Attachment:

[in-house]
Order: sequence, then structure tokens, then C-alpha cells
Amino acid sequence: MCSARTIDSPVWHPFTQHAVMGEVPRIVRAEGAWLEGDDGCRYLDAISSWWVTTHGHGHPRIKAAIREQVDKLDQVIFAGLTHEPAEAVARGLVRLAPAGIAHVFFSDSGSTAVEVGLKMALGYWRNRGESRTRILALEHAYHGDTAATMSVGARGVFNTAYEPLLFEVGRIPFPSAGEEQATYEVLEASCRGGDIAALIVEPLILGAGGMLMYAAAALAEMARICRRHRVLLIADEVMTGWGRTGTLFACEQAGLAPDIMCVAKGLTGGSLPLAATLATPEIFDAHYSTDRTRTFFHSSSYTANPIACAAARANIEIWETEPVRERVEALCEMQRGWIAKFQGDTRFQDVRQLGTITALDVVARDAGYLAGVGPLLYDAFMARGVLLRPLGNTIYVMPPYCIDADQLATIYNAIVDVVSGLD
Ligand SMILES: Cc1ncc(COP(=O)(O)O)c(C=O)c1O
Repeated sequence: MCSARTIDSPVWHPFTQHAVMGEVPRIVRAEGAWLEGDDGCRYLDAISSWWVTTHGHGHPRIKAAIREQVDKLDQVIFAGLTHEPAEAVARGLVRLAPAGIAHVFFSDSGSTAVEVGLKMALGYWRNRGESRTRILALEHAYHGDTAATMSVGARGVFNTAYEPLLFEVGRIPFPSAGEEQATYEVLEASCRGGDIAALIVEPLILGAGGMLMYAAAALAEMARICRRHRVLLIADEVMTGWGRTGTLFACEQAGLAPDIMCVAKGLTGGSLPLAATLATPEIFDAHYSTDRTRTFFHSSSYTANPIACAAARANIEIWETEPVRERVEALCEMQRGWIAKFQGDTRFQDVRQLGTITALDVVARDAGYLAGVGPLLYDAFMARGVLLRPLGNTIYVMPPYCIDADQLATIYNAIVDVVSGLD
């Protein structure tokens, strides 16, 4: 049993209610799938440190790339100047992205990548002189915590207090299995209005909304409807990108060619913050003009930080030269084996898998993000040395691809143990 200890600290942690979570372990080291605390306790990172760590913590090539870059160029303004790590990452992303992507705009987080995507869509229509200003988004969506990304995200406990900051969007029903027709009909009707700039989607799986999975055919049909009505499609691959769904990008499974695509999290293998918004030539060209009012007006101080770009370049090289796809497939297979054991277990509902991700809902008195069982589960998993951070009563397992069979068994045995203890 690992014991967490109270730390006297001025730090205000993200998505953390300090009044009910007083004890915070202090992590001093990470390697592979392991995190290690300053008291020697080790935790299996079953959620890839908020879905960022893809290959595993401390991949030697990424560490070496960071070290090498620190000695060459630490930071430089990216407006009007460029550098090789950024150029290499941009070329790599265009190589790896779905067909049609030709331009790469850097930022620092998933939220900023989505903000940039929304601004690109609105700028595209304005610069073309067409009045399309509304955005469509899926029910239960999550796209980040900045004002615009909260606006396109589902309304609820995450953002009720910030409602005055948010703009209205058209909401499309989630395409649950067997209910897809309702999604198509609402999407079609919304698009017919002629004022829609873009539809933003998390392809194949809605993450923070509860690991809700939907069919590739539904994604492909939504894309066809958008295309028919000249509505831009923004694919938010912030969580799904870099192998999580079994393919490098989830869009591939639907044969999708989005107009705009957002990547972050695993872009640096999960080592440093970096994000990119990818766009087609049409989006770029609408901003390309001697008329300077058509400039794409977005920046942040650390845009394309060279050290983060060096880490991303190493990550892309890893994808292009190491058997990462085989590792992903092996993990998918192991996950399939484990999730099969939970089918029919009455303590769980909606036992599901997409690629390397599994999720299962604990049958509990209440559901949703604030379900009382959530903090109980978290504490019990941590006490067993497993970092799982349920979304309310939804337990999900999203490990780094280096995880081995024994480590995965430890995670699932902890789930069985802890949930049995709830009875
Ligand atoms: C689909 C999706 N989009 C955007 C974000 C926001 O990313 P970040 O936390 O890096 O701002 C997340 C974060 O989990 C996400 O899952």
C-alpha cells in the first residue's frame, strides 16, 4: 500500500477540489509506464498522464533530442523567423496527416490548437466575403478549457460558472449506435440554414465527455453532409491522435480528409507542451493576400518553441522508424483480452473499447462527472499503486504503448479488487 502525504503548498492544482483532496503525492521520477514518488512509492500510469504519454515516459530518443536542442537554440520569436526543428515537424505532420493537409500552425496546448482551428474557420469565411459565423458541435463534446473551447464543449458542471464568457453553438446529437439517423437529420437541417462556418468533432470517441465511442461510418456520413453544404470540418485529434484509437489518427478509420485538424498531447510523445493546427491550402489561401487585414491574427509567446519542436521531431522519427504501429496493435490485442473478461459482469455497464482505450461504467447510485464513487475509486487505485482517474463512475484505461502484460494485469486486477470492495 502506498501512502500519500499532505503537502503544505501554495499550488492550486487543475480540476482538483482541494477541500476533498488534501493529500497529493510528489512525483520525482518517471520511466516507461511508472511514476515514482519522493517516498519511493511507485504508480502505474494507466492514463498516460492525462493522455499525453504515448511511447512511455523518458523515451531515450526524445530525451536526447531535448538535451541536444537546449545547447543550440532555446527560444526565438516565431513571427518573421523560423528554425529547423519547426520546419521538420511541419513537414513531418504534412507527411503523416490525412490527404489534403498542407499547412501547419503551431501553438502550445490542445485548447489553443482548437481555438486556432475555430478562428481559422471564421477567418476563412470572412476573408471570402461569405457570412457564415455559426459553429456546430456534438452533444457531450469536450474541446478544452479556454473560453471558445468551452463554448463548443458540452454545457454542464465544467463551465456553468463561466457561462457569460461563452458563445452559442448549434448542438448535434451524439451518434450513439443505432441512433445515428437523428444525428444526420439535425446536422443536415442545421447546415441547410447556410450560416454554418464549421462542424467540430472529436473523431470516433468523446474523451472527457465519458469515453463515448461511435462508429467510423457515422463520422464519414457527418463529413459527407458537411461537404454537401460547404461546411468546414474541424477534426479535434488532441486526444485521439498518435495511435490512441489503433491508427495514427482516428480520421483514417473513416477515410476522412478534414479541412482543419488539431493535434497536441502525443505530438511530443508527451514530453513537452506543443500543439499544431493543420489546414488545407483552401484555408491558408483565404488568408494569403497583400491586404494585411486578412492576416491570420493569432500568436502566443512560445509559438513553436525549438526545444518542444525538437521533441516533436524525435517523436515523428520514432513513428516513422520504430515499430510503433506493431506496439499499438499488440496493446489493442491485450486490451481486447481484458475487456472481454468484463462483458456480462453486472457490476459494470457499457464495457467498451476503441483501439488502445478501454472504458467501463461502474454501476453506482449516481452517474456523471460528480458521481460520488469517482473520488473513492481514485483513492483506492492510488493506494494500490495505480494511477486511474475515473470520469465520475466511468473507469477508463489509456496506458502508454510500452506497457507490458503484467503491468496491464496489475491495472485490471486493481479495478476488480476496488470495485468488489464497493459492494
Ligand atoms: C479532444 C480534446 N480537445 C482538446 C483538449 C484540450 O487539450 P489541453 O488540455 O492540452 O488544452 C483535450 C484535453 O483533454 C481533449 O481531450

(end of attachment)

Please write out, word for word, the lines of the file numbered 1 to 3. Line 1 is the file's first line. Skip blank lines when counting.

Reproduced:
[in-house]
Order: sequence, then structure tokens, then C-alpha cells
Amino acid sequence: MCSARTIDSPVWHPFTQHAVMGEVPRIVRAEGAWLEGDDGCRYLDAISSWWVTTHGHGHPRIKAAIREQVDKLDQVIFAGLTHEPAEAVARGLVRLAPAGIAHVFFSDSGSTAVEVGLKMALGYWRNRGESRTRILALEHAYHGDTAATMSVGARGVFNTAYEPLLFEVGRIPFPSAGEEQATYEVLEASCRGGDIAALIVEPLILGAGGMLMYAAAALAEMARICRRHRVLLIADEVMTGWGRTGTLFACEQAGLAPDIMCVAKGLTGGSLPLAATLATPEIFDAHYSTDRTRTFFHSSSYTANPIACAAARANIEIWETEPVRERVEALCEMQRGWIAKFQGDTRFQDVRQLGTITALDVVARDAGYLAGVGPLLYDAFMARGVLLRPLGNTIYVMPPYCIDADQLATIYNAIVDVVSGLD